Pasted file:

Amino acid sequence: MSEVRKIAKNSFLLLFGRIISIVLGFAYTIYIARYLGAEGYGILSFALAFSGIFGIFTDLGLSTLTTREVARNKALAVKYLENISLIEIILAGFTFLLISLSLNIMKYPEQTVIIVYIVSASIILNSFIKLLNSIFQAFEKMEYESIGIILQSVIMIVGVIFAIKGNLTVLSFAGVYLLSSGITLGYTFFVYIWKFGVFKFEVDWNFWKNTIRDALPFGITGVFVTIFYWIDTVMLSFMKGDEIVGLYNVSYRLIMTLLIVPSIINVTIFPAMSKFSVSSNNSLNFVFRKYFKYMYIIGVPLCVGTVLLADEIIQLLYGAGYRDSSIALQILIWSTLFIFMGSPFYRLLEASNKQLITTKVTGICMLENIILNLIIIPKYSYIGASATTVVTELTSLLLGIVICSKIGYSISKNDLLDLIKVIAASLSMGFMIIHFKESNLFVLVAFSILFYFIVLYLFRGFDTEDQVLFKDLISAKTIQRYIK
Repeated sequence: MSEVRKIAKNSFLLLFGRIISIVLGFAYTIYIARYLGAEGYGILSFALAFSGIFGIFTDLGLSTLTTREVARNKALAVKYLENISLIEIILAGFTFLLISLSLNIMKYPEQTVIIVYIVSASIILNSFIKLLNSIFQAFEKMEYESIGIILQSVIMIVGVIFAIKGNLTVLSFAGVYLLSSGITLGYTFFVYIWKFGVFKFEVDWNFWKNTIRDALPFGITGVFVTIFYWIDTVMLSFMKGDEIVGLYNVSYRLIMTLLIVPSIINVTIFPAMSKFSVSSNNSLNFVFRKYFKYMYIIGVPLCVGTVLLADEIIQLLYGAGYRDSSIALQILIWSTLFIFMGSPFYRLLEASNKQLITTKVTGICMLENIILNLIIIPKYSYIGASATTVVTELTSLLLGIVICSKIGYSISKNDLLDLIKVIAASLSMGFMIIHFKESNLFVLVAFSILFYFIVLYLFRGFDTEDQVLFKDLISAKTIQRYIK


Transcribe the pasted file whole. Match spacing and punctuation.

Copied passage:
Amino acid sequence: MSEVRKIAKNSFLLLFGRIISIVLGFAYTIYIARYLGAEGYGILSFALAFSGIFGIFTDLGLSTLTTREVARNKALAVKYLENISLIEIILAGFTFLLISLSLNIMKYPEQTVIIVYIVSASIILNSFIKLLNSIFQAFEKMEYESIGIILQSVIMIVGVIFAIKGNLTVLSFAGVYLLSSGITLGYTFFVYIWKFGVFKFEVDWNFWKNTIRDALPFGITGVFVTIFYWIDTVMLSFMKGDEIVGLYNVSYRLIMTLLIVPSIINVTIFPAMSKFSVSSNNSLNFVFRKYFKYMYIIGVPLCVGTVLLADEIIQLLYGAGYRDSSIALQILIWSTLFIFMGSPFYRLLEASNKQLITTKVTGICMLENIILNLIIIPKYSYIGASATTVVTELTSLLLGIVICSKIGYSISKNDLLDLIKVIAASLSMGFMIIHFKESNLFVLVAFSILFYFIVLYLFRGFDTEDQVLFKDLISAKTIQRYIK
Repeated sequence: MSEVRKIAKNSFLLLFGRIISIVLGFAYTIYIARYLGAEGYGILSFALAFSGIFGIFTDLGLSTLTTREVARNKALAVKYLENISLIEIILAGFTFLLISLSLNIMKYPEQTVIIVYIVSASIILNSFIKLLNSIFQAFEKMEYESIGIILQSVIMIVGVIFAIKGNLTVLSFAGVYLLSSGITLGYTFFVYIWKFGVFKFEVDWNFWKNTIRDALPFGITGVFVTIFYWIDTVMLSFMKGDEIVGLYNVSYRLIMTLLIVPSIINVTIFPAMSKFSVSSNNSLNFVFRKYFKYMYIIGVPLCVGTVLLADEIIQLLYGAGYRDSSIALQILIWSTLFIFMGSPFYRLLEASNKQLITTKVTGICMLENIILNLIIIPKYSYIGASATTVVTELTSLLLGIVICSKIGYSISKNDLLDLIKVIAASLSMGFMIIHFKESNLFVLVAFSILFYFIVLYLFRGFDTEDQVLFKDLISAKTIQRYIK